Review: There’s Something About Darcy by Gabrielle Malcolm

Gabrielle Malcolm has written a book about a topic that will appeal to many readers: what is it about Mr. Darcy?  More specifically, why does the love story between Elizabeth Bennett and Fitzwilliam Darcy resonate with so many people, over so many years?

Malcolm begins with the impact of Colin Firth in a wet, white shirt in the 1995 BBC miniseries, but then goes back and explores Jane Austen and what led her to create these enduring characters.  She then explores the many incarnations of Darcy over the years, from Bridget Jones to fan fiction and cosplay.  It’s a light but thoughtful read for those of us who love these two characters.

I was definitely one of the many who watched the miniseries countless times, but my own appreciation for Jane Austen actually began with reading Emma for a class in college.  Emma isn’t everyone’s favorite Austen novel, but I was really struck by this very unlikable heroine and her growth throughout the book.  Forget novels with perfect heroes and heroines – I’ll take the ones with real character flaws.  And maybe that’s one of the reasons Darcy appeals to so many of us.

Malcolm’s book does a nice job explaining Austen, her influences, and the time she was writing in, which is an important part of understanding Pride and Prejudice, and it quite satisfied my literary geekiness.  I liked reading about how Austen was viewed by her contemporaries and how Darcy compares to other literary heroes of the time like Mr. Rochester and The Scarlet Pimpernel (though I felt at times Malcolm might be trying a bit too hard to tie all of these literary influences together).  I also enjoyed learning about the history of the BBC production and how it compared to the previous Pride and Prejudice films.  As a miniseries it was able to stay much closer to Austen’s original text.  Malcolm explains where additional content was added or changed, which was interesting.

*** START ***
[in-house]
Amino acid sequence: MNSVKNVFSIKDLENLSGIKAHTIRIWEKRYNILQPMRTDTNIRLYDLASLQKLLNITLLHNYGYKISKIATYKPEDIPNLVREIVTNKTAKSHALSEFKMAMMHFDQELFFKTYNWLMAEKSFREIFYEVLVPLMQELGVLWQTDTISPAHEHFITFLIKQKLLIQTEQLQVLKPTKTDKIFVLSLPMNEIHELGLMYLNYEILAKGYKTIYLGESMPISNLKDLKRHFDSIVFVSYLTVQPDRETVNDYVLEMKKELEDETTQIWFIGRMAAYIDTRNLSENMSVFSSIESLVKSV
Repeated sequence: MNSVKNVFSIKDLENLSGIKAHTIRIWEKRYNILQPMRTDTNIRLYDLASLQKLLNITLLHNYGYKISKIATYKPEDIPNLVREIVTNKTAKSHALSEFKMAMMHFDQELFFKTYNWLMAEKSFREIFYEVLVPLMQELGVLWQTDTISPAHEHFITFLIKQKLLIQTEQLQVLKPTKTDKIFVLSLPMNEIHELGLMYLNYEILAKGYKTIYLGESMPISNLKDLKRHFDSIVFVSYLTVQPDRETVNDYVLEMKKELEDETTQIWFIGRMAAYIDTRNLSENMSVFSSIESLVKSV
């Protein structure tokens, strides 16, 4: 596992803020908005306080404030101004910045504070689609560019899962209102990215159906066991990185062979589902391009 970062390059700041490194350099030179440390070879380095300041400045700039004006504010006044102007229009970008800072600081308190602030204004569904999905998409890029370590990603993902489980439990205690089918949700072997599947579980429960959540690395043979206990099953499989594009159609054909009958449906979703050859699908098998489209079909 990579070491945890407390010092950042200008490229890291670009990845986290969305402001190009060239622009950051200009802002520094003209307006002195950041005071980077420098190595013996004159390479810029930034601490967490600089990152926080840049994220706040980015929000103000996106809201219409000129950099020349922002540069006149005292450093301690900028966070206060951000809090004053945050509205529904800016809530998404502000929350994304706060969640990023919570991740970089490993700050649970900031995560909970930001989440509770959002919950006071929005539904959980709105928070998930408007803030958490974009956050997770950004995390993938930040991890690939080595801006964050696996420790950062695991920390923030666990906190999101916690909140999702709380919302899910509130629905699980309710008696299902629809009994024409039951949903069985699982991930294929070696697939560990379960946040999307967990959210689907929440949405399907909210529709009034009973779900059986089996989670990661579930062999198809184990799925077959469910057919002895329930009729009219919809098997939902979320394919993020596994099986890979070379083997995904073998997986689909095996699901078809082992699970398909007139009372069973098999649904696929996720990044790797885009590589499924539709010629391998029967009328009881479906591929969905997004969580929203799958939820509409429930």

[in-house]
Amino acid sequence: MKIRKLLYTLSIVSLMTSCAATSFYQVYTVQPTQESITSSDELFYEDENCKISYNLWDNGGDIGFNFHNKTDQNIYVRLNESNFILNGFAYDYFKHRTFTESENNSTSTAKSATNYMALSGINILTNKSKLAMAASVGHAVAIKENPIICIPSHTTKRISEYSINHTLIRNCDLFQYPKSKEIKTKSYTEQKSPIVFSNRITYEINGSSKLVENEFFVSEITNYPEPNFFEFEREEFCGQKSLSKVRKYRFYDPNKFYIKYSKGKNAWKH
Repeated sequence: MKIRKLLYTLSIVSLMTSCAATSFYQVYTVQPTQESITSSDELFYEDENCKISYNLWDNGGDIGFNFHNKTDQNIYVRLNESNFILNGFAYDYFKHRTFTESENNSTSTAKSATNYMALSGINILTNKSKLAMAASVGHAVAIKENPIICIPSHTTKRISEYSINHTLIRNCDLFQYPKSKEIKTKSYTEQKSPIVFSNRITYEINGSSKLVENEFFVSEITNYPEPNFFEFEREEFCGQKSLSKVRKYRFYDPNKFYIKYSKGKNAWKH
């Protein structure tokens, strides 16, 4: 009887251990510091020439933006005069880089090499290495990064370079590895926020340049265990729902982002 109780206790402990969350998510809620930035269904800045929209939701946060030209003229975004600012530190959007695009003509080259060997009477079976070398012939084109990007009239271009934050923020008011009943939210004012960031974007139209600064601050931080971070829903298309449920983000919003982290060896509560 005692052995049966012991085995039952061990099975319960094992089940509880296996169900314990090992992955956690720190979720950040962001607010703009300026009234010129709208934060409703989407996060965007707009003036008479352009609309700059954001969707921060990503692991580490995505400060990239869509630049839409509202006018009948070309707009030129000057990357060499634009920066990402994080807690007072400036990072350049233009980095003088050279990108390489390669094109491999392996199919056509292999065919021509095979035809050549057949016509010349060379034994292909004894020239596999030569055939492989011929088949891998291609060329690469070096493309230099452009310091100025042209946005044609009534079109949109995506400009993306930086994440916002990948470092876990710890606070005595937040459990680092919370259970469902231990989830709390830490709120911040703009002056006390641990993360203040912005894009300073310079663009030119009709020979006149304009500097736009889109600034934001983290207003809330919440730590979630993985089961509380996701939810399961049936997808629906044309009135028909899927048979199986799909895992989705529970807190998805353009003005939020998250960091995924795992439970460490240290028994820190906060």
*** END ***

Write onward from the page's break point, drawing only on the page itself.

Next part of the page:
Malcolm provides quite a bit of analysis of the character, but I would have liked a bit more psychological analysis of why he is such an enduring romantic figure.  Is it just because of Firth’s sexy swim, or is there more to it than that?  Is he arrogant and proud, or just socially awkward? Maybe the appeal is that Elizabeth is able to improve him over time, softening his hard edges. Or is it more that Elizabeth learns more about him over time and discovers what a good person he is all along.

Of course, Austen also emphasizes that he’s wealthy and handsome.  But I think one reason readers find Darcy and Elizabeth so romantic is they really do get to know each other.  It isn’t just dancing and piano and admiring each other’s eyes.  They collide, they spark, and when the dust settles they’ve gotten to know each other.  That’s generally what makes a good romance.

I found Malcolm’s book a bit less interesting in its discussion of the many different versions of the story that came out after the BBC version, like The Jane Austen Book Club, Longbourn, and Pride and Prejudice and Zombies.  I did enjoy learning about some of the books that extend or change the story.  For example, Emma Tennant’s Pemberley and PD James’ Death Comes to Pemberley explore the married life of Elizabeth and Darcy, and it sounds like they raise some interesting issues related to childbearing, class inequity, and life with problematic in-laws.

But while Malcolm makes some interesting comparisons across these many books, I did feel this section covered these books in more detail than I wanted. A few times I found myself wanting to read the books she was talking about, but I felt she described too many of the plot details.  So if you’re looking for books that play on the Darcy and Elizabeth story, beware of spoilers.  I also would have liked to hear more about Pride and Prejudice adaptations by other cultures, like Ayesha at Last by Uzma Jalaladdin or Pride by Idi Zaboi or Unmarriageable by Soniah Kamal.  I think those are all quite recent publications though.

As I was reading Malcolm’s book last week, a “scientific research” tweet went around asking readers their age and if they preferred Colin Firth’s BBC Darcy or Matthew MacFadyen’s 2005 Darcy.  The Mary Sue even weighed in, saying why should we have to choose?

Readers looking for in-depth literary criticism, or serious Austenites, might find this book a little light, but I think most readers will appreciate that the book is easy to read and a nice balance of literary history, analysis, and popular culture.  It’s a fun way to learn some things we didn’t know about the Pride and Prejudice story.

There’s Something About Darcy is published by Endeavor Quill, and this review is part of a Book Tour. The book was published November 11, 2019.

Darcy Blog Tour Schedule

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